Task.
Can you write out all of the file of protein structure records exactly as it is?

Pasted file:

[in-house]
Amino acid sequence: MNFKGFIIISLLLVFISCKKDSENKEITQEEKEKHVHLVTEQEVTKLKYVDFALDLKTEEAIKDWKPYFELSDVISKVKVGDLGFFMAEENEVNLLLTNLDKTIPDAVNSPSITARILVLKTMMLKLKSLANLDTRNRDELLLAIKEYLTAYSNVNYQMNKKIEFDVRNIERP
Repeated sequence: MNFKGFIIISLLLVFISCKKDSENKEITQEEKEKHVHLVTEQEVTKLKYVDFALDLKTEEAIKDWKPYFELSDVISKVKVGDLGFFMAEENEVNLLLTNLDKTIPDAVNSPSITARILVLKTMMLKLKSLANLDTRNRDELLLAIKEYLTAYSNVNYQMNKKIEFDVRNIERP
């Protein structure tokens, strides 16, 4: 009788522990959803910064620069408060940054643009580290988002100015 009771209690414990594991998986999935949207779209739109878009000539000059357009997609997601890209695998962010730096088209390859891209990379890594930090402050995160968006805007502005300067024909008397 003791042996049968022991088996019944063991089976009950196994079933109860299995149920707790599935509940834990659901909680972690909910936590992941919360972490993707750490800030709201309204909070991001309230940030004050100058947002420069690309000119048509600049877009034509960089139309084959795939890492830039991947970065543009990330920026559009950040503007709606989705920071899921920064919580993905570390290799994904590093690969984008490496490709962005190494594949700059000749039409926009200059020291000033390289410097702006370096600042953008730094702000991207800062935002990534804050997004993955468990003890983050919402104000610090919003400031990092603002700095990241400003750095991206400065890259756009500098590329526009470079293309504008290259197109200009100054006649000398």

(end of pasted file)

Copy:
[in-house]
Amino acid sequence: MNFKGFIIISLLLVFISCKKDSENKEITQEEKEKHVHLVTEQEVTKLKYVDFALDLKTEEAIKDWKPYFELSDVISKVKVGDLGFFMAEENEVNLLLTNLDKTIPDAVNSPSITARILVLKTMMLKLKSLANLDTRNRDELLLAIKEYLTAYSNVNYQMNKKIEFDVRNIERP
Repeated sequence: MNFKGFIIISLLLVFISCKKDSENKEITQEEKEKHVHLVTEQEVTKLKYVDFALDLKTEEAIKDWKPYFELSDVISKVKVGDLGFFMAEENEVNLLLTNLDKTIPDAVNSPSITARILVLKTMMLKLKSLANLDTRNRDELLLAIKEYLTAYSNVNYQMNKKIEFDVRNIERP
């Protein structure tokens, strides 16, 4: 009788522990959803910064620069408060940054643009580290988002100015 009771209690414990594991998986999935949207779209739109878009000539000059357009997609997601890209695998962010730096088209390859891209990379890594930090402050995160968006805007502005300067024909008397 003791042996049968022991088996019944063991089976009950196994079933109860299995149920707790599935509940834990659901909680972690909910936590992941919360972490993707750490800030709201309204909070991001309230940030004050100058947002420069690309000119048509600049877009034509960089139309084959795939890492830039991947970065543009990330920026559009950040503007709606989705920071899921920064919580993905570390290799994904590093690969984008490496490709962005190494594949700059000749039409926009200059020291000033390289410097702006370096600042953008730094702000991207800062935002990534804050997004993955468990003890983050919402104000610090919003400031990092603002700095990241400003750095991206400065890259756009500098590329526009470079293309504008290259197109200009100054006649000398």